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Potential Offseason Target: José Iglesias

After his big September, should he be brought back?

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Boston Red Sox v Washington Nationals Photo by G Fiume/Getty Images

The 2021 season for the Boston Red Sox was one that was full of fun quirks and pleasant surprises, going from a team that was hoping for something around a .500 record to one just a couple games from the World Series. It’s all subjective, of course, but I feel there is a good case to be made that the most entertaining quirk and surprise of the season was towards the end when José Iglesias was brought in and became a key cog in the lineup for the final month of the season. Due to when he was signed he could not participate in postseason play, but his impact on getting the team there was undeniable. Now, the former Boston prospect finds himself in free agency, and because of that September impact a lot of Red Sox fans would like to see him back. But should the team give into that impulse?

It’s certainly not hard to figure out why fans are so enthralled by the idea of Iglesias being back with the Red Sox, because as I said he was just phenomenal in his short time with the club in 2021. It was only 64 plate appearances, but he hit .356/.406/.508 for a 148 wRC+. Among players who appeared in more than five games, Iglesias was Boston’s best hitter over the final month of the season.

That was exciting, and again the impact it had on Boston making it to October cannot be denied, but it was also a tiny sample. In a larger sample, Iglesias had been playing for the Los Angeles Angels and was straight-up cut. The performance just wasn’t there, and in 447 plate appearances he hit just .259/.295/.375 for an 82 wRC+, meaning by that metric he was 18 percent worse than the league-average hitter.

Those stints are two totally different types of offensive players, and it certainly wouldn’t be smart to weigh the 64 plate appearances even close to the same amount as 447. But looking over his entire career, it’s pretty clear what kind of hitter Iglesias is. He’s not going to strike out very much, and also won’t walk very much. That’s another way of saying he puts nearly everything into play, and does so with below-average power. That kind of skillset is heavily reliant on batted ball luck, which kind of ties back to his performance with Boston. In that run, he had a .406 batting average on balls in play, which is just not sustainable.

His projection on FanGraphs pegs him for a perfectly cromulent .302 BABIP, and going along with the strikeouts, walks, and power tendencies we talked about above that gives him a 91 wRC+, putting him safely below average, but not unplayably so given the defense. And of course, the defense is really the reason Iglesias would be enticing to anyone. He is simply one of the best defensive infielders in the game, and while he’s getting older, no team is signing Iglesias to a five-year deal, or probably not even a two-year deal. There’s little reason to expect him to be anything besides very good with the glove in 2022, his age-32 season.

So with all of that in mind, the question regarding potential interest in Iglesias from Boston’s side comes down to two separate questions to me. Should they be interested in signing him? And should they be interested in making him their de facto starter at second base in 2021?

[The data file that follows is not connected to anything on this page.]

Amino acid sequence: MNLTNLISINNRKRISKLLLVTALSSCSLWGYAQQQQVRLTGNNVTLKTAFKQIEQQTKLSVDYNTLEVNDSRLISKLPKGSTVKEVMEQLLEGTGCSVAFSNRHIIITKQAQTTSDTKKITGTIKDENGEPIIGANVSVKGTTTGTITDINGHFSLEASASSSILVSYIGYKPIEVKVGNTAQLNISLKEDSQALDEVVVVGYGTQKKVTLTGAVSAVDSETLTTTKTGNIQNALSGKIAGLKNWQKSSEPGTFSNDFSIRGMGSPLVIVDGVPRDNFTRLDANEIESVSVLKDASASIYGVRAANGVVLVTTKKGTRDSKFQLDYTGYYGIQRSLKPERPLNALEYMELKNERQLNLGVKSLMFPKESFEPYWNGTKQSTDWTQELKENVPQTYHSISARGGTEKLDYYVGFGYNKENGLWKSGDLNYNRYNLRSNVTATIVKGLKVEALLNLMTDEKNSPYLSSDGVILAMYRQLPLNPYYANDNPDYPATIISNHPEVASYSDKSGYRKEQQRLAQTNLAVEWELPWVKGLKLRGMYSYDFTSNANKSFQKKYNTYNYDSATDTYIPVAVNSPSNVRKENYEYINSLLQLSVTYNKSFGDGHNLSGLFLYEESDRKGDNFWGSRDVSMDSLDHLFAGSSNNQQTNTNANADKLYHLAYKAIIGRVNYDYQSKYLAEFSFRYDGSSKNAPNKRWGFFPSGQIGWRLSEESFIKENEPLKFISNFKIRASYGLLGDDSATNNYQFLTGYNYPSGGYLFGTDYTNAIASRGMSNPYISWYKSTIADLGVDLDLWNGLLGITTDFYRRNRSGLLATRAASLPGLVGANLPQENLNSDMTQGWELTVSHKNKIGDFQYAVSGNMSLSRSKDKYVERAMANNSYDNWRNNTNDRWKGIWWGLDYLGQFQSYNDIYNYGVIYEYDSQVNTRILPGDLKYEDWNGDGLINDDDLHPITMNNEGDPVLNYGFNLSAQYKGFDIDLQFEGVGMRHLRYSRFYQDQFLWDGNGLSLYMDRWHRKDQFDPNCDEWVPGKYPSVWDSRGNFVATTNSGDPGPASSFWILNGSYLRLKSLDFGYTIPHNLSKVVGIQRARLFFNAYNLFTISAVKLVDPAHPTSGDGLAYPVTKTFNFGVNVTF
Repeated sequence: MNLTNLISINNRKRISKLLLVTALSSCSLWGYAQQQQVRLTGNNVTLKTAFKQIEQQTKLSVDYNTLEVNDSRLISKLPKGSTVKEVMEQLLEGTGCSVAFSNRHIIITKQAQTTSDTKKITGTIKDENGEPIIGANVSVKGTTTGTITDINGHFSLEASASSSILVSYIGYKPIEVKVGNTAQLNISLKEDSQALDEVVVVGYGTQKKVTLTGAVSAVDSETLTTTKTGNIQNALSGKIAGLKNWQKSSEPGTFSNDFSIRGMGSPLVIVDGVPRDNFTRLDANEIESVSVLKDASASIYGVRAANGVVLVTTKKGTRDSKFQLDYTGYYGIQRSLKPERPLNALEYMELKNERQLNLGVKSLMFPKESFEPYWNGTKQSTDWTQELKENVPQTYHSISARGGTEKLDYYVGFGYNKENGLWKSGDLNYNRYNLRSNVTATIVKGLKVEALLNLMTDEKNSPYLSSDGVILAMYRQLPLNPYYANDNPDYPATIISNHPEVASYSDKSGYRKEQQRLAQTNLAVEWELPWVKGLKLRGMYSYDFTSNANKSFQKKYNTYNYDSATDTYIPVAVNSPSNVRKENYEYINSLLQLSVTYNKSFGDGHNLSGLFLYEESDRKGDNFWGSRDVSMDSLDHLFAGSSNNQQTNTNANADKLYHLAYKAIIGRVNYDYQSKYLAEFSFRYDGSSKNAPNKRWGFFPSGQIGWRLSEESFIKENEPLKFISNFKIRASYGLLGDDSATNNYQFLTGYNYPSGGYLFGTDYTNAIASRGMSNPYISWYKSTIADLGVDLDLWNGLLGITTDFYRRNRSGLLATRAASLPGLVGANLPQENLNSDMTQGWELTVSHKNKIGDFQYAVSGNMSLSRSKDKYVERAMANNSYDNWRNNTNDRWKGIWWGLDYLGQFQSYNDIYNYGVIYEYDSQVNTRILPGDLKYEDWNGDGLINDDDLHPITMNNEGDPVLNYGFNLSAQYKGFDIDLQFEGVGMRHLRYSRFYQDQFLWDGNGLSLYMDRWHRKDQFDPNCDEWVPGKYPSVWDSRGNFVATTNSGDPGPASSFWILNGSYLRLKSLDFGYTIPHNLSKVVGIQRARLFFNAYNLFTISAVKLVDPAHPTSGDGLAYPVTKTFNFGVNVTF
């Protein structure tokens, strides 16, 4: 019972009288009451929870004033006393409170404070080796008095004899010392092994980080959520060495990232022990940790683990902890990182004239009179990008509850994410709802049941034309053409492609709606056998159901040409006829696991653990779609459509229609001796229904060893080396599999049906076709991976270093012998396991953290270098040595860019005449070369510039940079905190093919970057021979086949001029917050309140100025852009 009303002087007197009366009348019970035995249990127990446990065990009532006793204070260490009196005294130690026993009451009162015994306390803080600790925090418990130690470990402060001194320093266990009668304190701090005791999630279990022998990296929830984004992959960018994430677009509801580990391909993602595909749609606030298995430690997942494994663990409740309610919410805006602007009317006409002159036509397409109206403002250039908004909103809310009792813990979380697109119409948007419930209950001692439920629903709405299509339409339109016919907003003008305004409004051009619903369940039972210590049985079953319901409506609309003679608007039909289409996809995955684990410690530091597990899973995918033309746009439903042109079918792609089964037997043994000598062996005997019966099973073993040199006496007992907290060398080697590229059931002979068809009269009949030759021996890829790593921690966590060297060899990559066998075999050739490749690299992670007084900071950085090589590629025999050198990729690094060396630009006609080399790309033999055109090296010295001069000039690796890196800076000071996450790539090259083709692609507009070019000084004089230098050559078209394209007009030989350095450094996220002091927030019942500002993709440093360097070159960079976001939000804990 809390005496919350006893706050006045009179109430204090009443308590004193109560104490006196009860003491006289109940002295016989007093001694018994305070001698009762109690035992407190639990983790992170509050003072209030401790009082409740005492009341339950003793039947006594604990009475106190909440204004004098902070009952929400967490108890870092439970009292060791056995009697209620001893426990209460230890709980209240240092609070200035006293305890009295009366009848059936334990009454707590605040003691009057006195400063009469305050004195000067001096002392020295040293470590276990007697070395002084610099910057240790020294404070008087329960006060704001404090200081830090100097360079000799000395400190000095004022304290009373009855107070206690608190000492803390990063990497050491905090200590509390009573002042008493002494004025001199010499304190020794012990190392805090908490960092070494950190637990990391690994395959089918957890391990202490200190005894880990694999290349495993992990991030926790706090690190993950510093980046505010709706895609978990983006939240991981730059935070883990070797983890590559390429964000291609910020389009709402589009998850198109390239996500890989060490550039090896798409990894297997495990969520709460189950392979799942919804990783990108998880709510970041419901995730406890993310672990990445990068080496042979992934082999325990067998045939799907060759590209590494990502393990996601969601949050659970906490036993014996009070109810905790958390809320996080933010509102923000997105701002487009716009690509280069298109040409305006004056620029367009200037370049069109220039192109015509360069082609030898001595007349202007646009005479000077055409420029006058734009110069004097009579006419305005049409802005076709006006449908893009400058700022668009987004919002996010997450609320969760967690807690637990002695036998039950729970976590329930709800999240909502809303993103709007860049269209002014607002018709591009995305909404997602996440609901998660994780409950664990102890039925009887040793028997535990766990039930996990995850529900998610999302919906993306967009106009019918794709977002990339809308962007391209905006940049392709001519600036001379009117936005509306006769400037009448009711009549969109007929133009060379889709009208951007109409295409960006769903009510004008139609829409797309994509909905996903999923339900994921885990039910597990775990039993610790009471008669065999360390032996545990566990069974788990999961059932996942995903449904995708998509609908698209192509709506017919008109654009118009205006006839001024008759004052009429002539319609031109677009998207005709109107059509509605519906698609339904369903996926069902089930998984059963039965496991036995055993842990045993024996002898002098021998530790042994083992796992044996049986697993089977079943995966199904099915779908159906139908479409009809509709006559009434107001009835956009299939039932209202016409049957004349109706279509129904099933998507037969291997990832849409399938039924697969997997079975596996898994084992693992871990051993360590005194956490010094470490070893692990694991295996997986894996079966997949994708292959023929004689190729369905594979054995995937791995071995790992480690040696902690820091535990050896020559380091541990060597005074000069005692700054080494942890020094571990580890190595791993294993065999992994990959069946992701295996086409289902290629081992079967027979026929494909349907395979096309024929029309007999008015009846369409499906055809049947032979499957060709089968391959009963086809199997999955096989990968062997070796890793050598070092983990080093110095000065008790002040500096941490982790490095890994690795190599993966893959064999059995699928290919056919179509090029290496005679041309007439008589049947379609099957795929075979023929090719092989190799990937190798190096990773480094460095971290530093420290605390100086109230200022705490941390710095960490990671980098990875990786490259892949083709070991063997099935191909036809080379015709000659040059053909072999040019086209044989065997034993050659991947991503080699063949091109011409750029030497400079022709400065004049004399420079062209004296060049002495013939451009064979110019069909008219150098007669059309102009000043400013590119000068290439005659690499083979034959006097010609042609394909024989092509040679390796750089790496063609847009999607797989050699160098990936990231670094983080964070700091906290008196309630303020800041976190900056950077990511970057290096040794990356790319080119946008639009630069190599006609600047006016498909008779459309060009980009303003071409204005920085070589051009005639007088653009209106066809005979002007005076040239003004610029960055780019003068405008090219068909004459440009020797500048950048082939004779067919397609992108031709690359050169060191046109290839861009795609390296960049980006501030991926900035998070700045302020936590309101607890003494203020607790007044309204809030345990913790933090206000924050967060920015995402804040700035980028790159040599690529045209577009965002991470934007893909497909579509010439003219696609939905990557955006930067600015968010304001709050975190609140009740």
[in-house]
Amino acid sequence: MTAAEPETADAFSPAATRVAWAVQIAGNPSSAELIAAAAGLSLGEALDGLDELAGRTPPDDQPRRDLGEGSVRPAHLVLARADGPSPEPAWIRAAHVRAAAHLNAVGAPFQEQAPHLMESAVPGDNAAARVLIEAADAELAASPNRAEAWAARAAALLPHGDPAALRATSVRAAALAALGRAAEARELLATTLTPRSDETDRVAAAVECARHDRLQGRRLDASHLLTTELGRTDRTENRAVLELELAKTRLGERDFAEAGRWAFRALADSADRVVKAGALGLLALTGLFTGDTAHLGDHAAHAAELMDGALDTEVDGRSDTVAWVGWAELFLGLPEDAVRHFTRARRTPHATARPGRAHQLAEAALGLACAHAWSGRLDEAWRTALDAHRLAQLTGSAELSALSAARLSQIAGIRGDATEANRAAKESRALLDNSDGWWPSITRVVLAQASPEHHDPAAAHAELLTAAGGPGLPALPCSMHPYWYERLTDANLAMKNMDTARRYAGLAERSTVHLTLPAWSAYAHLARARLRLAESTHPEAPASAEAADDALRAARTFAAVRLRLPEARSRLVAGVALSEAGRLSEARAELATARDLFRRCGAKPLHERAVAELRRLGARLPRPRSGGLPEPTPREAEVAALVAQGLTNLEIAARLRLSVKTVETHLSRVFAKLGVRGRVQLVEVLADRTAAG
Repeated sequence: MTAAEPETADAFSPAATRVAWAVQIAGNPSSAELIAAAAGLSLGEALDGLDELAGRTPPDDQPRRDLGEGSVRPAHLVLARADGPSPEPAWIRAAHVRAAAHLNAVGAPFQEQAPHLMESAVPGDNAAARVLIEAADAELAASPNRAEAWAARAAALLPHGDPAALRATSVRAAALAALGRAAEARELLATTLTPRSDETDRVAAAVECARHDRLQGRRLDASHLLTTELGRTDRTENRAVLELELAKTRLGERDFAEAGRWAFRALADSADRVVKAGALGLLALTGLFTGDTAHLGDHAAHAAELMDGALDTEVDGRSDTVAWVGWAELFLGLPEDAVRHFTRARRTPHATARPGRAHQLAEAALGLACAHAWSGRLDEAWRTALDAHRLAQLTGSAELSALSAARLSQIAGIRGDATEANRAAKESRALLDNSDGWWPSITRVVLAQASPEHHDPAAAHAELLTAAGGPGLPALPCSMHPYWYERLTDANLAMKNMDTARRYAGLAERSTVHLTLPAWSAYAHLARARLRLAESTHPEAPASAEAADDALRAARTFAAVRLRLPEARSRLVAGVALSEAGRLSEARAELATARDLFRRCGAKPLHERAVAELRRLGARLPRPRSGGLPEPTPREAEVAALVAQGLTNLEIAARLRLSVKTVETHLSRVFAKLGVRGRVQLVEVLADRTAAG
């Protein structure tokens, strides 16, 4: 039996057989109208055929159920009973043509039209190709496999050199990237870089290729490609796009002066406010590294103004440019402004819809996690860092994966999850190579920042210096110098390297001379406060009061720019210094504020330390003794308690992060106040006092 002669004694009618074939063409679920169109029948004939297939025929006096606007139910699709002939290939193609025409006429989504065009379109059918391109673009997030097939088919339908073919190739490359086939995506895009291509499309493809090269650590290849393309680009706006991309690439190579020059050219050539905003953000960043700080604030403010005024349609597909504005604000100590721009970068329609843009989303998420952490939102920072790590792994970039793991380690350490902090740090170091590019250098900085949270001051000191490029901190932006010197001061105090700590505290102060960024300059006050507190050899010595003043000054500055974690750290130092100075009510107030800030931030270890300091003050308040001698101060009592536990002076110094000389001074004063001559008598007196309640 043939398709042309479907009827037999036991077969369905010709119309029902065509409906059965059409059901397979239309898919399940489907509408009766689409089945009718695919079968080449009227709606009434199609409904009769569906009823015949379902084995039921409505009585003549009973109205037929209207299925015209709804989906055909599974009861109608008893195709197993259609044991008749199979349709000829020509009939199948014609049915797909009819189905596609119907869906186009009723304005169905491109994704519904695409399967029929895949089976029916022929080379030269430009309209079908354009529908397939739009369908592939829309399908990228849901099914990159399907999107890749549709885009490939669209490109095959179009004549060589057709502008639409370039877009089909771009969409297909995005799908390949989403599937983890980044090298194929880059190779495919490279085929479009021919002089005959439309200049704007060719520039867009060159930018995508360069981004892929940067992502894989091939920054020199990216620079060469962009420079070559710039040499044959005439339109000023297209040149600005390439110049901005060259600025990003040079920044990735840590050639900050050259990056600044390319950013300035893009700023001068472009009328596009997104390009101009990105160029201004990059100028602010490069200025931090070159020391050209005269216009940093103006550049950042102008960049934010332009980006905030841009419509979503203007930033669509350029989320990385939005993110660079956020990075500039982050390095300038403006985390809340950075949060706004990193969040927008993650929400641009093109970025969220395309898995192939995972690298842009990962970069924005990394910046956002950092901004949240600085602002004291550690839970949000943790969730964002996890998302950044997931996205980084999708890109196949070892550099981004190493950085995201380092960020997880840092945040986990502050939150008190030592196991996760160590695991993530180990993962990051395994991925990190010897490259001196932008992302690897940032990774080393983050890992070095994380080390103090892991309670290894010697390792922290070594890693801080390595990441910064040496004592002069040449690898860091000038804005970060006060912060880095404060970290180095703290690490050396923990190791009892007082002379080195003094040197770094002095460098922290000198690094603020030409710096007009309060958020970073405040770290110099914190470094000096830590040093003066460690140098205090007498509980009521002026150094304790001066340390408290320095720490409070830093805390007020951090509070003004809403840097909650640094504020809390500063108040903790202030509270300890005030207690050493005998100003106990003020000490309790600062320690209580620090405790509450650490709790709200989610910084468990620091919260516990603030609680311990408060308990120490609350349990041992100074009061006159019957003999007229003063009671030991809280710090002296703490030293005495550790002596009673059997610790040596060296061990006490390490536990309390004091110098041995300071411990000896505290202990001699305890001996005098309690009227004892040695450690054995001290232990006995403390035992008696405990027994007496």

Boston Red Sox v Washington Nationals Photo by Mitchell Layton/Getty Images

For the first one, the answer is a pretty easy yes from me. Granted, that doesn’t mean they have to sign him. He’s not the kind of player you base your entire offseason strategy around, but he would be a good fit. They definitely need another infielder on the roster, as right now their top bench infielder is probably Jonathan Araúz, or perhaps Rob Refsnyder, a minor-league signing from earlier in the winter. Iglesias would fill that need for an infielder while not commanding much of a commitment (my guess is he’ll sign a major-league deal, but not for much more than the minimum). He’d give the infield a much-needed defensive presence with a proven ability to ride hot streaks at the plate, and by all accounts he meshed very well with both the players and coaches in the clubhouse. That’s all very good.

That said, I have to say I’ve been surprised by how many fans seemingly want to make him the starter at second base and pencil him in for 140-plus games. That is less appealing to me. Even in comparison to Christian Arroyo, I see more upside at the plate from the latter as he’s shown more power and is younger. Last season in 181 plate appearances Arroyo finished with a 106 wRC+. If I had my druthers, neither of them would be starters, but if they did enter the season with those two as your second base options, I’d certainly lean heavily towards Arroyo.

But even with that said, he could still be a good bench signing depending on what else they do this winter. If they go cheap in the outfield and bullpen, then I would be disappointed with Iglesias as their top infield signing. I don’t expect that to be the case, though, and if they do make a splash in the outfield and perhaps in the bullpen as well, then Iglesias would be perfectly fine as a bench infielder who could play himself into more playing time if he gets hot with the bat. I’m probably less enthused by the idea than a lot of other Red Sox fans based on what I’ve seen, but that comes down more to degree of interest than anything.